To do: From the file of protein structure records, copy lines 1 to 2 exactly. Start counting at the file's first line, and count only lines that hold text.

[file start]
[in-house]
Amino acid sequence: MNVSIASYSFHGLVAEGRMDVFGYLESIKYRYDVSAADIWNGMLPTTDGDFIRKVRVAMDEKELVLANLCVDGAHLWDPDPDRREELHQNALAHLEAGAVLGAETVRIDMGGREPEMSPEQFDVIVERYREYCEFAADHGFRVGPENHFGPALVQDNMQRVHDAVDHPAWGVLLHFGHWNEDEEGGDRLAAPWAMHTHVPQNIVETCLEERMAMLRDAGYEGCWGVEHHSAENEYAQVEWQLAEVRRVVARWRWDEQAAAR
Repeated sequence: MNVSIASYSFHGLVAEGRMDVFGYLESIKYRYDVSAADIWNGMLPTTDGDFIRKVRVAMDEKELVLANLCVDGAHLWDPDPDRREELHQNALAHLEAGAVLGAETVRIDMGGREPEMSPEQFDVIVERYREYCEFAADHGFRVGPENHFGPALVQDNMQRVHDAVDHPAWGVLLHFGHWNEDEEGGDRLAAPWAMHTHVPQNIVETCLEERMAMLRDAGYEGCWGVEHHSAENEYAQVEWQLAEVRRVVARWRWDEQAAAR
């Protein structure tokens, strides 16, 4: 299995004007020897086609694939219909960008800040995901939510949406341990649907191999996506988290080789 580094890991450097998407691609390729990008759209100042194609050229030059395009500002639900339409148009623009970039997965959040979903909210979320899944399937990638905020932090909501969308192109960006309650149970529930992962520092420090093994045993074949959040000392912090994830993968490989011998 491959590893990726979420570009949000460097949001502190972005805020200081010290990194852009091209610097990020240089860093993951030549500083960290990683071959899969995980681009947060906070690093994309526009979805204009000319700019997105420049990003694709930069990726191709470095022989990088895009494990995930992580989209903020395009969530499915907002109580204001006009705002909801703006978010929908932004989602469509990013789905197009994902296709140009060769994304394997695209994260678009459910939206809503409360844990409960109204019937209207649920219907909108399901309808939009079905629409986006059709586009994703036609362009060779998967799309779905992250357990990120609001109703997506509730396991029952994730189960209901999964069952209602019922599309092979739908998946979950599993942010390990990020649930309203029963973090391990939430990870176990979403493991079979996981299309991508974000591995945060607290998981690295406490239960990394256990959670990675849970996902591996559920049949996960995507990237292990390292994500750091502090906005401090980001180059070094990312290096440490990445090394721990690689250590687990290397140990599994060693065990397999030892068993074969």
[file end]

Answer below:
[in-house]
Amino acid sequence: MNVSIASYSFHGLVAEGRMDVFGYLESIKYRYDVSAADIWNGMLPTTDGDFIRKVRVAMDEKELVLANLCVDGAHLWDPDPDRREELHQNALAHLEAGAVLGAETVRIDMGGREPEMSPEQFDVIVERYREYCEFAADHGFRVGPENHFGPALVQDNMQRVHDAVDHPAWGVLLHFGHWNEDEEGGDRLAAPWAMHTHVPQNIVETCLEERMAMLRDAGYEGCWGVEHHSAENEYAQVEWQLAEVRRVVARWRWDEQAAAR